Maybe it’s the system: Capitalism is killing us and telling us the problem is our brains

The proliferation of mental illnesses points to a necessity to change the system

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Professionally-dressed woman in black and white visibly struggling with mental health
We’re failing to tackle the root causes of mental illnesses. Photo: Jonadan Cheun / The Peak

By Meera Eragoda, Features Editor

One in three Canadians are likely to experience a mental illness in their lifetime. In 2020, pre-pandemic, The Tyee reported one-third of Canadians had been diagnosed with anxiety. Additionally, one-third had been prescribed antidepressants. Since the pandemic, CBC reported 54% of Canadians felt their mental health has worsened. Given the scale of the problem, when do we recognize it’s not an individual but a systemic problem? 

There are many reasons why your depression and anxiety may not just be your problem. As mental health provider Madeleine Ritts writes for Jacobin, declining mental health is the inevitable outcome of an exploitative capitalist system. Case in point, a 2022 report released by the Intergovernmental Panel on Climate Change found that climate change negatively affects mental health, with impacts being felt disproportionately depending on intersecting vulnerabilities, like race and class. 

If you can’t afford to rent or buy food or live or barely make ends meet, doesn’t it make sense you would feel anxious and depressed? If there’s a war going on in your country or you’re targeted by state forces, doesn’t it make sense you would be anxious and depressed? If you’re living through climate disaster after climate disaster, doesn’t it make sense you would be anxious and depressed? Instead of us being sold the idea that we need therapy or we need to medicate, perhaps the real solution is to stop war, to give people basic needs, address multiple isms, and to ensure we will all have a world to live in?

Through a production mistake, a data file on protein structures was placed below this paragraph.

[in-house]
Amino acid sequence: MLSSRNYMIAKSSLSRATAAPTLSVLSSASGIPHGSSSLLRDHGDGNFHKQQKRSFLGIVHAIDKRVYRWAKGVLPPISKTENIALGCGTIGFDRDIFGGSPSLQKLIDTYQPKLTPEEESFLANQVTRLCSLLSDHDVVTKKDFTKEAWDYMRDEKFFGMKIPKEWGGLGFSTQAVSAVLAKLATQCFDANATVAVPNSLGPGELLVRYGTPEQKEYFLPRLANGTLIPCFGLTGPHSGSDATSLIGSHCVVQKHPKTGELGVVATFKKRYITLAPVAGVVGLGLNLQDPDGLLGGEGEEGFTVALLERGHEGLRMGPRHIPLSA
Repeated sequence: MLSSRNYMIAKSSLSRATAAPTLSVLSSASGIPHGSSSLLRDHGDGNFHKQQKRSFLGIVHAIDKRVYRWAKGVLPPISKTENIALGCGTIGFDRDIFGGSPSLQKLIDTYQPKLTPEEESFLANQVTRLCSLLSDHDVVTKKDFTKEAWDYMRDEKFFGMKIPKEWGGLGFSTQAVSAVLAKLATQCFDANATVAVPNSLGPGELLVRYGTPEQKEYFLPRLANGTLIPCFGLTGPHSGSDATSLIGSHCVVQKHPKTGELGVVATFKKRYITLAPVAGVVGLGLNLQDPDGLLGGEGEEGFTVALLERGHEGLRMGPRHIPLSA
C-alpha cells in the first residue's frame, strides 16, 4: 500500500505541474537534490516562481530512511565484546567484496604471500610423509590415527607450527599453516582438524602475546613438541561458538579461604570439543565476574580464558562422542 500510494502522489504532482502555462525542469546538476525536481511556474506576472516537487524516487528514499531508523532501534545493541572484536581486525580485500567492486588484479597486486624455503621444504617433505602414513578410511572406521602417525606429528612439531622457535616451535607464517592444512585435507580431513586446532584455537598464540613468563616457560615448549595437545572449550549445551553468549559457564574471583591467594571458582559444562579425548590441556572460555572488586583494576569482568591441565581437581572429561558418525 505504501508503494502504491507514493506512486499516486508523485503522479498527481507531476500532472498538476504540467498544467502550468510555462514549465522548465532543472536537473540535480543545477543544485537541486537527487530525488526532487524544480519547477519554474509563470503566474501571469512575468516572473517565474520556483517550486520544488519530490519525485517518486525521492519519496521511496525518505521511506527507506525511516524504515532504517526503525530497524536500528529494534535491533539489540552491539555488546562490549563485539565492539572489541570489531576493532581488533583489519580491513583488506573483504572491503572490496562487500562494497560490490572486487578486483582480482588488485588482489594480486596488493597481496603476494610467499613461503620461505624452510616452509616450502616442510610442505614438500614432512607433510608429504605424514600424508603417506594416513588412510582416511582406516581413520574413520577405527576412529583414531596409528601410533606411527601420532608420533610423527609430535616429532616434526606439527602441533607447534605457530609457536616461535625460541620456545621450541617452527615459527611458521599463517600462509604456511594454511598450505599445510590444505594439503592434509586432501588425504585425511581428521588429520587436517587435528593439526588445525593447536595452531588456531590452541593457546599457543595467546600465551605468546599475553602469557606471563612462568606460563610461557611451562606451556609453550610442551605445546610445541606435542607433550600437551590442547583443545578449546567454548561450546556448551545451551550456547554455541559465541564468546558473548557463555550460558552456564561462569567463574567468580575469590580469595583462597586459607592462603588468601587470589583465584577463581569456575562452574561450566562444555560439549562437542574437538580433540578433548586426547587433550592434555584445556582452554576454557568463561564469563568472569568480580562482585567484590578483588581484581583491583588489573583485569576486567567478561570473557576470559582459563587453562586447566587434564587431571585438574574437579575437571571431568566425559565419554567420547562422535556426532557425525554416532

Capitalism and colonialism’s cycles of extraction and oppression are sending us hurtling over the cliff’s edge of climate destruction, all while we’re being told there is something wrong with us. We need to recognize what we’re being told may not be the whole story and to hold leaders of every institution accountable to make wide-scale changes.

Now, I’m not saying that mental illnesses are not real (they are) but perhaps the scale at which they are proliferating is indicative of something beyond individual issues. I’m not saying we should stop advocating for low-cost access to counselling, medicine, and other supports. After all, we still have to live under late-stage capitalism and its intensifying series of crises — most recently, climate change and COVID-19 — which affect certain communities disproportionately. But while we advocate for these, we should also recognize that a capitalist system will demonize and dismiss anything that goes against its ability to extract and profit to create the illusion that it is not the problem.

The late Marxist blogger Mark Fisher explained that capitalism creates a problem, offsets that onto individuals, and sells them the solution. Fisher suggested capitalism causes instability and oppression that people can’t cope with. As a result, Fisher argued capitalism prompts people to believe there’s something wrong with their neurochemistry. He added they can solve it by paying pharmaceutical companies and therapists. Fisher explained that because of this, “any question of social systemic causation is ruled out.” All of this prevents examination of the wider systemic causes of the problem and maintains the status quo for those in power.

While we should continue to fight to lower barriers to accessing mental healthcare, we equally need to fight against the systems that cause such high levels of stress to our mental health. This fight starts in our communities — whether at home, at school, or in our workplaces. As sci-fi author Ursula LeGuin famously said, “We live in capitalism. Its power seems inescapable. So did the divine right of kings. Any human power can be resisted and changed by human beings.”